War of the Rebellion: Serial 013 Page 0930 THE PENINSULAR CAMPAIGN, VA. Chapter XXIII.

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Report of Brigadier General George Stoneman, U. S. Army, commanding Cavalry Division.


July 10, 1862.

GENERAL: I have the honor to state, for the information of the general commanding, that yesterday the enemy fell back on the Long Bridge, about 3 miles on the Charles City, road-not quite so far. He was followed and pushed by the First Brigade until his infantry supports were brought into requisition. On the richmond road he was followed until the pursuing party came to a flag of truce, and was sent back by the bearer. This morning strong parties have been pushed out in every direction.

Commanding officers of scouting parties and brigade commanders complain that the men of their commands are taken a away by generals, colonels, and other officers to act as orderlies, &c. I have the honor to request that the general commanding give directions that this be stopped in future.

I have the honor to be, &c.,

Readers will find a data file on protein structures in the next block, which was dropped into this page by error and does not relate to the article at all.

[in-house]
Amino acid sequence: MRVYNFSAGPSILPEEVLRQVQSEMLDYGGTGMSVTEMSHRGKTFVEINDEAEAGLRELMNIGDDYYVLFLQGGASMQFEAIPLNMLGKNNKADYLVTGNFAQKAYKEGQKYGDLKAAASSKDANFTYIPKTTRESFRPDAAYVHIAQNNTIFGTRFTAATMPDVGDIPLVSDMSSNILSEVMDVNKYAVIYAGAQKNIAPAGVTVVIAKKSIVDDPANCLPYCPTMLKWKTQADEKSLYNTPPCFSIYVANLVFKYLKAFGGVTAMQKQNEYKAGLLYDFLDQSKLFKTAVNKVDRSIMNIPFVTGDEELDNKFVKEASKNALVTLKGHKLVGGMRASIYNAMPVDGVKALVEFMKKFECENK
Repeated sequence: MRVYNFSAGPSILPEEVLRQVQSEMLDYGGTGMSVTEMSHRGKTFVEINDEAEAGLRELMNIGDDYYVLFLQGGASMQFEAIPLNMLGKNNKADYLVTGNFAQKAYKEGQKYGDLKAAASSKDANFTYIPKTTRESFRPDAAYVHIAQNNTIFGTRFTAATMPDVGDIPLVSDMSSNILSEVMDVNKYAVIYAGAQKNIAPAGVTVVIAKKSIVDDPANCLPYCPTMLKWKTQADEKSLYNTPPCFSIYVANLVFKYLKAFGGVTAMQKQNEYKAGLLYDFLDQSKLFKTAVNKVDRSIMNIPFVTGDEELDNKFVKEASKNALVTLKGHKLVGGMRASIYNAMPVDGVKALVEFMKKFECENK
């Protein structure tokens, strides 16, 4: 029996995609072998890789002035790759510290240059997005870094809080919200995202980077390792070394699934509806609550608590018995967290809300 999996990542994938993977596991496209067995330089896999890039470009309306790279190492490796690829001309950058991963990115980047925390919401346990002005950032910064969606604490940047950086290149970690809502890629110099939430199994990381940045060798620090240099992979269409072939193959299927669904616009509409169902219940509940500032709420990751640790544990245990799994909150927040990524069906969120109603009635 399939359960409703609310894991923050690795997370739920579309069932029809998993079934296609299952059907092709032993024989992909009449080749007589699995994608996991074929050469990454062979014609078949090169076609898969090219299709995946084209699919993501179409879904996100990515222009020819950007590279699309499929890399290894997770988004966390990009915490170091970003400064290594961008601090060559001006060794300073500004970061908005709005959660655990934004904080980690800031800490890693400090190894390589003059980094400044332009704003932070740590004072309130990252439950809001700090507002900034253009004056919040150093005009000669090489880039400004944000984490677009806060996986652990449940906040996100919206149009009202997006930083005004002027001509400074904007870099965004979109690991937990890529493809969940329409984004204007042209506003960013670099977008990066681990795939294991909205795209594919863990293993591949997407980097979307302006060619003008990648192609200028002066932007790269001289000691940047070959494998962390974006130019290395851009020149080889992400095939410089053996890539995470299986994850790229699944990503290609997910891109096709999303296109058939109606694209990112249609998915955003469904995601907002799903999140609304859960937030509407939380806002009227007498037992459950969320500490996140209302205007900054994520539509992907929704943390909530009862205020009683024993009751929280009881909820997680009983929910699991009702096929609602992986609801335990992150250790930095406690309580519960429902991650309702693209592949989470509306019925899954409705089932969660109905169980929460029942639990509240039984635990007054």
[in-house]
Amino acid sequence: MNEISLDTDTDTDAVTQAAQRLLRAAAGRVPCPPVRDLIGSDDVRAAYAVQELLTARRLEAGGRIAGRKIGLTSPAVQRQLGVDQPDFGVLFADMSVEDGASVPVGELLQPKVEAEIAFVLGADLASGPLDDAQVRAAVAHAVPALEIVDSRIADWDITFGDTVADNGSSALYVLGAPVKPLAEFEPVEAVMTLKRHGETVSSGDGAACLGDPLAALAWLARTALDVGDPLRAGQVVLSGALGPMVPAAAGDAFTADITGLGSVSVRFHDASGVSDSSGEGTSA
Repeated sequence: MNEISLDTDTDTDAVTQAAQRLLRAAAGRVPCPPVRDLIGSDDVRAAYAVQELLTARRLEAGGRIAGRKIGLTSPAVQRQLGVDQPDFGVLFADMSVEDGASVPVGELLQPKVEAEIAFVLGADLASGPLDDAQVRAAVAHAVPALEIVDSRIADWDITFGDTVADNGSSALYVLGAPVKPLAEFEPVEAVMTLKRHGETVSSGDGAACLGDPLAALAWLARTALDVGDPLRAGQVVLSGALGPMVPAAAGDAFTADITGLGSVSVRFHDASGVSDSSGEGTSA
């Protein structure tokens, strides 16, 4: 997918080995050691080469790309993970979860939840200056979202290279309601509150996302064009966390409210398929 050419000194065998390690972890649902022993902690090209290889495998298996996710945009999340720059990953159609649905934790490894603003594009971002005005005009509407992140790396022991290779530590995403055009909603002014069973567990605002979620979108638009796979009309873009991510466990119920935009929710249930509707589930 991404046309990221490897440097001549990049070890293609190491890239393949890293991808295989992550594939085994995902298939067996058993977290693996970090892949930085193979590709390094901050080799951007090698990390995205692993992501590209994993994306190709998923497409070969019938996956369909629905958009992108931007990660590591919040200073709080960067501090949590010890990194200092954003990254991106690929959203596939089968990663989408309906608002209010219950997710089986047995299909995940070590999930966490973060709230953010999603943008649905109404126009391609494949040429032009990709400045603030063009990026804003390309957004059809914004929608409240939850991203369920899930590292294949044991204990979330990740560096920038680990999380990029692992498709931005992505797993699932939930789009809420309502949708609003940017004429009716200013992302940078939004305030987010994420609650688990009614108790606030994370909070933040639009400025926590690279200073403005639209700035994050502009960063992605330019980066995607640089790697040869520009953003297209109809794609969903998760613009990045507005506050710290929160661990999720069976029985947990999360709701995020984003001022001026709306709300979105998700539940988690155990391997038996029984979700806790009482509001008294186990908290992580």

Brigadier-General, Commanding Division.

General WILLIAMS, Adjutant-General.

JULY 11, 1862. -reconnaissance from harrison's Landing, beyond Charles City Court-House, Va.

Report of Colonel James H. Childs, Fourth Pennsylvania Cavalry.


July 11 - 4 a. m.

COLONEL: I have just returned from reconnaissances I was directed to make beyond Charles City-Court-House and have the honor to report:

Upon reaching the Court-House I sent a party out each of the roads leading to the Chickahominy and James River beyond the Court-House, except the Long Bridge road, over which I was informed a squadron of your regiment had passed yesterday morning. The parties went to Jones's Bridge, Cole's Ferry, Barrett's Ferry, and beyond Sandy Point, in sight of Dancing Point, without finding the enemy in any instance. The officer who went to Jones' Bridge crossed the Chickahominy and examined the country for a distance of a mile or two above and below his point of crossing, without finding the enemy. Intelligent contraband on all the roads and at the court-house, with uncommon unanimity, informed us that no force of the enemy had been seen since Tuesday or Wednesday last, on which latter day a force of some 300 cavalry passed down to Sandy Point, but returned immediately. I am convinced there is now no force of any kind in the country over which we passed. I will do myself the honor to call upon you this morning and make you a report at greater length, if you desire it.

Very respectfully, your obedient servant,


Colonel Fourth Pennsylvania Cavalry.

Colonel AVERELL, Commanding First Brigade Cavalry.